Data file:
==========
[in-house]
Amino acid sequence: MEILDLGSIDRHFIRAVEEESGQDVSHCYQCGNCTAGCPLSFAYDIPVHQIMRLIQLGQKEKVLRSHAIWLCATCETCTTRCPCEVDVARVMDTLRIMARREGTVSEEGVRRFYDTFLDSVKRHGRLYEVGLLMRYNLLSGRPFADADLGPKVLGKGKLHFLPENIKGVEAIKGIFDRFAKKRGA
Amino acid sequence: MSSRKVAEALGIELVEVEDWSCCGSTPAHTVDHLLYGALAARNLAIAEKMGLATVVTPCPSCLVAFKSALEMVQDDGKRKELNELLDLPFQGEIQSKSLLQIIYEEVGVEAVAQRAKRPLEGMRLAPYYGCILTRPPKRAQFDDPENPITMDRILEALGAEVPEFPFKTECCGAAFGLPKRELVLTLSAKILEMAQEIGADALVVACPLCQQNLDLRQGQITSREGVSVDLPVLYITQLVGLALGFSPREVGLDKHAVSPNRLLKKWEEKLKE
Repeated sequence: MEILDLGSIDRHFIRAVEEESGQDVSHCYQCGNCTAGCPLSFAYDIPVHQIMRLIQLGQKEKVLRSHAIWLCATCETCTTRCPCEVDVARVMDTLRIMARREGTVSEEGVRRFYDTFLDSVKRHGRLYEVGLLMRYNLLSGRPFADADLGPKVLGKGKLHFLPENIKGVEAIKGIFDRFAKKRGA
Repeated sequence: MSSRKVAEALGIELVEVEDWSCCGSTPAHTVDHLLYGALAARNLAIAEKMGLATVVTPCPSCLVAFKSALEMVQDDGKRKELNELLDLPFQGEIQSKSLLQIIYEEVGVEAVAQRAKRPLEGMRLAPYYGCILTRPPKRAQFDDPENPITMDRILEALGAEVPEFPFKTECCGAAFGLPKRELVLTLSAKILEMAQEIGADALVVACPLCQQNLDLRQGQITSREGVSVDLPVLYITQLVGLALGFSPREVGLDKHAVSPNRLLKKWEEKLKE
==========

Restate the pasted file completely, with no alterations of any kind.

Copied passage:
[in-house]
Amino acid sequence: MEILDLGSIDRHFIRAVEEESGQDVSHCYQCGNCTAGCPLSFAYDIPVHQIMRLIQLGQKEKVLRSHAIWLCATCETCTTRCPCEVDVARVMDTLRIMARREGTVSEEGVRRFYDTFLDSVKRHGRLYEVGLLMRYNLLSGRPFADADLGPKVLGKGKLHFLPENIKGVEAIKGIFDRFAKKRGA
Amino acid sequence: MSSRKVAEALGIELVEVEDWSCCGSTPAHTVDHLLYGALAARNLAIAEKMGLATVVTPCPSCLVAFKSALEMVQDDGKRKELNELLDLPFQGEIQSKSLLQIIYEEVGVEAVAQRAKRPLEGMRLAPYYGCILTRPPKRAQFDDPENPITMDRILEALGAEVPEFPFKTECCGAAFGLPKRELVLTLSAKILEMAQEIGADALVVACPLCQQNLDLRQGQITSREGVSVDLPVLYITQLVGLALGFSPREVGLDKHAVSPNRLLKKWEEKLKE
Repeated sequence: MEILDLGSIDRHFIRAVEEESGQDVSHCYQCGNCTAGCPLSFAYDIPVHQIMRLIQLGQKEKVLRSHAIWLCATCETCTTRCPCEVDVARVMDTLRIMARREGTVSEEGVRRFYDTFLDSVKRHGRLYEVGLLMRYNLLSGRPFADADLGPKVLGKGKLHFLPENIKGVEAIKGIFDRFAKKRGA
Repeated sequence: MSSRKVAEALGIELVEVEDWSCCGSTPAHTVDHLLYGALAARNLAIAEKMGLATVVTPCPSCLVAFKSALEMVQDDGKRKELNELLDLPFQGEIQSKSLLQIIYEEVGVEAVAQRAKRPLEGMRLAPYYGCILTRPPKRAQFDDPENPITMDRILEALGAEVPEFPFKTECCGAAFGLPKRELVLTLSAKILEMAQEIGADALVVACPLCQQNLDLRQGQITSREGVSVDLPVLYITQLVGLALGFSPREVGLDKHAVSPNRLLKKWEEKLKE